Saturday, October 08, 2016

Climate Crisis - Environmental Racism

I've been watching the Weather Channel videos showing the progress of Hurricane Matthew through the Caribbean up through Florida, Georgia and South Carolina. While there will be millions of dollars of property loss in the US, few lives will be lost. In Haiti the death toll already is over 800.

As I watched these Friday morning, I thought of past tragedies, going back to 9/11, and of how these natural and man-made disasters have had a negative impact on the Tutor/Mentor Connection's ability to build a system of support for inner-city kids.

I've written articles in the past, where I've shown how such events make it difficult to consistently build a strong organization, or a strong movement consisting of many organizations that focus on a common problem.  This graphic shows that progress is not steady growth. There are many dips in the road. Such negative impact is probably felt by thousands of organizations in the US and around the world ever time a tsunami, earthquake, flood, or hurricane strikes.  

I recalled a couple of videos I had seen that did a great job of showing the growth of the climate change movement, and the issues it focuses on, so I am repeating two of those here.  This first video was included in an article I wrote in 2014.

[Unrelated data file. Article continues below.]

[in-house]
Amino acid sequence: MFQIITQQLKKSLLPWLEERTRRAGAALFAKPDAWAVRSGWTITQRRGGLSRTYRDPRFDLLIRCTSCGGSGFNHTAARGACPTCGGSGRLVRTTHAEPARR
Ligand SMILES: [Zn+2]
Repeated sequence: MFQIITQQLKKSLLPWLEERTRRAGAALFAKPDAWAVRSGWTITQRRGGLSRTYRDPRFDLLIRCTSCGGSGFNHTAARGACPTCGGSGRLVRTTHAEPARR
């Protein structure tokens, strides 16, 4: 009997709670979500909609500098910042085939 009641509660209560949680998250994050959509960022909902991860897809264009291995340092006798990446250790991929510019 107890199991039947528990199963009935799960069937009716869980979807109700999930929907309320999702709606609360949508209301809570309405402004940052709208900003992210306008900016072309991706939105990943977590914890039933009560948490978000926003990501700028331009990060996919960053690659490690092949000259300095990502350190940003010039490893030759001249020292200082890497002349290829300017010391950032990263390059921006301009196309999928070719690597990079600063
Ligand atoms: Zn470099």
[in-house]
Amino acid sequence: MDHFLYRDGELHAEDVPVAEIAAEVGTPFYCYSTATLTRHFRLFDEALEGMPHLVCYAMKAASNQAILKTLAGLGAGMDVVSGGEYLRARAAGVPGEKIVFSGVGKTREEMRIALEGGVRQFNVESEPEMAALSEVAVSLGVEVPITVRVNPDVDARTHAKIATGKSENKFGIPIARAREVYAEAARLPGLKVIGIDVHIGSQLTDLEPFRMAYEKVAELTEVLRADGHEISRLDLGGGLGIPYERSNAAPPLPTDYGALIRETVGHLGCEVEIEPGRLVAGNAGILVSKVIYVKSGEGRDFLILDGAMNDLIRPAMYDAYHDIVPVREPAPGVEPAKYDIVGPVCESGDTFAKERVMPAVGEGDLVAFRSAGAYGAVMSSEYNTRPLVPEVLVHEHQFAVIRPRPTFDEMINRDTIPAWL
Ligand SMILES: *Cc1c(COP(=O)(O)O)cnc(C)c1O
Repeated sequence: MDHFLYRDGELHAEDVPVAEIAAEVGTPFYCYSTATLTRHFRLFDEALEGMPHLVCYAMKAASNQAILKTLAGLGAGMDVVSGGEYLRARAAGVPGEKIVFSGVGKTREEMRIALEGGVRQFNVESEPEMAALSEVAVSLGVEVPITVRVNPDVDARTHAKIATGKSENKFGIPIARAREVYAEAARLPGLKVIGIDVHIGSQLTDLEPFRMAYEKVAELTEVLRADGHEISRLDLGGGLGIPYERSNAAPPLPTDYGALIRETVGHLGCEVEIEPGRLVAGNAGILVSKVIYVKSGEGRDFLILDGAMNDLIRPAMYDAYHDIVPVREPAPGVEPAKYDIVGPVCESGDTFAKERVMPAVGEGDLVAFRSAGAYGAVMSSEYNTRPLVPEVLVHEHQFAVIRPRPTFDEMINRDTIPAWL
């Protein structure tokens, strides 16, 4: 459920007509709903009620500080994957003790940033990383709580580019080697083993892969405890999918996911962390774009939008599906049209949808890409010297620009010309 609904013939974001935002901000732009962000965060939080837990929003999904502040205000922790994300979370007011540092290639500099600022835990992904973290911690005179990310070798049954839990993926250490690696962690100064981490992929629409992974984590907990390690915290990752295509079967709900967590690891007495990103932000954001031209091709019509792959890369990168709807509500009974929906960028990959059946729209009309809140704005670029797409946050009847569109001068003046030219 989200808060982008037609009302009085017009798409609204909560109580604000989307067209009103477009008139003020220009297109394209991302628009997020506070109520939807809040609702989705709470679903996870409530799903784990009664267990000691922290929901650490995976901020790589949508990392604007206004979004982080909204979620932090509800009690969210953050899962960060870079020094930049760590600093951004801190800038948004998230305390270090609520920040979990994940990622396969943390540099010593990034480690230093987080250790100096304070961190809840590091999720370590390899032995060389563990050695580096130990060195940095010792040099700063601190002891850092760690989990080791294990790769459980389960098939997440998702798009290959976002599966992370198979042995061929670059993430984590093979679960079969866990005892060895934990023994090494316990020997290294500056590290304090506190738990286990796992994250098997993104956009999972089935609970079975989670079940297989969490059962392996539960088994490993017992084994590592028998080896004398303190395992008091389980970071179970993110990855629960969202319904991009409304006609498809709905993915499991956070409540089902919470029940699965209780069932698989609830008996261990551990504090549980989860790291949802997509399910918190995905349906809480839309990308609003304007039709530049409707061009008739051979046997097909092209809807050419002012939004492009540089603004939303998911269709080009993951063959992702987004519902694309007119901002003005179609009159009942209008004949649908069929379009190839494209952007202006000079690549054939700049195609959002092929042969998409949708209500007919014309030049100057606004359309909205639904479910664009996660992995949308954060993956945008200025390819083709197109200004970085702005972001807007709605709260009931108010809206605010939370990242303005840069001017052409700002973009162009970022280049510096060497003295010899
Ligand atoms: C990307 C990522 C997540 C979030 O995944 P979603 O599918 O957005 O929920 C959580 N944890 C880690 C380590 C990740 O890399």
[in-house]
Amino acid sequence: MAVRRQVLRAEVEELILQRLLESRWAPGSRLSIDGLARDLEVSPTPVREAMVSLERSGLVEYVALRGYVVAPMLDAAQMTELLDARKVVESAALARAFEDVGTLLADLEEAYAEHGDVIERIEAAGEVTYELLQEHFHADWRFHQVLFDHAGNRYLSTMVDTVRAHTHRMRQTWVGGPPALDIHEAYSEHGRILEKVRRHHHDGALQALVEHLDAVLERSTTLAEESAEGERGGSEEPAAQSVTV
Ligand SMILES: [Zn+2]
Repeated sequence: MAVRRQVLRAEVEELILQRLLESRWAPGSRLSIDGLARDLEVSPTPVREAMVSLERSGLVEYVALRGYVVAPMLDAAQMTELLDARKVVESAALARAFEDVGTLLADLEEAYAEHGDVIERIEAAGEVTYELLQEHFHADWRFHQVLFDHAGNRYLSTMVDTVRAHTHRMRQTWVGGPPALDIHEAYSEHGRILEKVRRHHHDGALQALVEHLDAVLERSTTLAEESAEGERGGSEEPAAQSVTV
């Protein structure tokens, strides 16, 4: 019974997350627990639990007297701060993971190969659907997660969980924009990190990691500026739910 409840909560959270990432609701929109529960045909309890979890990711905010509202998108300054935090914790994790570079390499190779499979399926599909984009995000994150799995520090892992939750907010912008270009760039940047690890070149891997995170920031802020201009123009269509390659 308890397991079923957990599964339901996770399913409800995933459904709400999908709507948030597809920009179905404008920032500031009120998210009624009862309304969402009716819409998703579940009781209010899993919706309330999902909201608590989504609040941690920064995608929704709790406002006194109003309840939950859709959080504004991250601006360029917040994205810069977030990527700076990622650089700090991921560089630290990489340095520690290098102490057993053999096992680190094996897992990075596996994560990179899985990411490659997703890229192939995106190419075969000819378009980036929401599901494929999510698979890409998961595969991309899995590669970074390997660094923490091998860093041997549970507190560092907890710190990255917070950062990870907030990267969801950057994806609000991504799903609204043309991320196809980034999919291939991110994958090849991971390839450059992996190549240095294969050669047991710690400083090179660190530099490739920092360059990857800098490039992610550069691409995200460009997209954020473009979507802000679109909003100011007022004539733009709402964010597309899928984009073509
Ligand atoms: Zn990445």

It was in this video that speakers called the climate crisis "Environmental Racism" and said "climate disruptions are a social justice issue", saying that "who gets hurt the most are poor people who can't get out of the way."

The organizers of the 2013 climate march recognized that "in order to address the climate crisis we have to first address inequalities".

Thus, throughout this video you'll see efforts to reach out to minorities, the poor, and those who are  most disadvantaged.

This second video was created in 2009 and shows how movements in the 1960's lead to a wave of legislation in the 1970s. I included it in this article.

This video describes the process of mobilizing people as a "swarm" and suggests that with the Internet it's possible to create an on line hub that could support the growth of the climate change movement.

As you look at the strategy that's proposed, visit this presentation, which shows the strategy I've been following since creating the Tutor/Mentor Connection in 1993, and the Tutor/Mentor Institute, LLC in 2011.

I did some web searching on Friday to see if I could find some graphics that showed the growth of the climate change network, or showed the different organizations who they have been connecting with.

350 0rg seems to be one of the lead intermediaries in the climate change movement.  Below is a screen shot of a map that shows different organizations working on climate change throughout the world.

I have been using GIS maps since 1993 to show where tutor/mentor programs are needed, and to show participation in conferences I've hosted in Chicago and to show participation in on-line events, like the Connected Learning #clmooc.  Maps force you to look at all the places where a problem needs to be solved, or that need to be represented in movement-building. Without a map you could fill a stadium with people who are active in solving a problem, but still be missing most of the places where the problem needs a constant flow of ideas, talent, dollars, technology, etc. to be solved.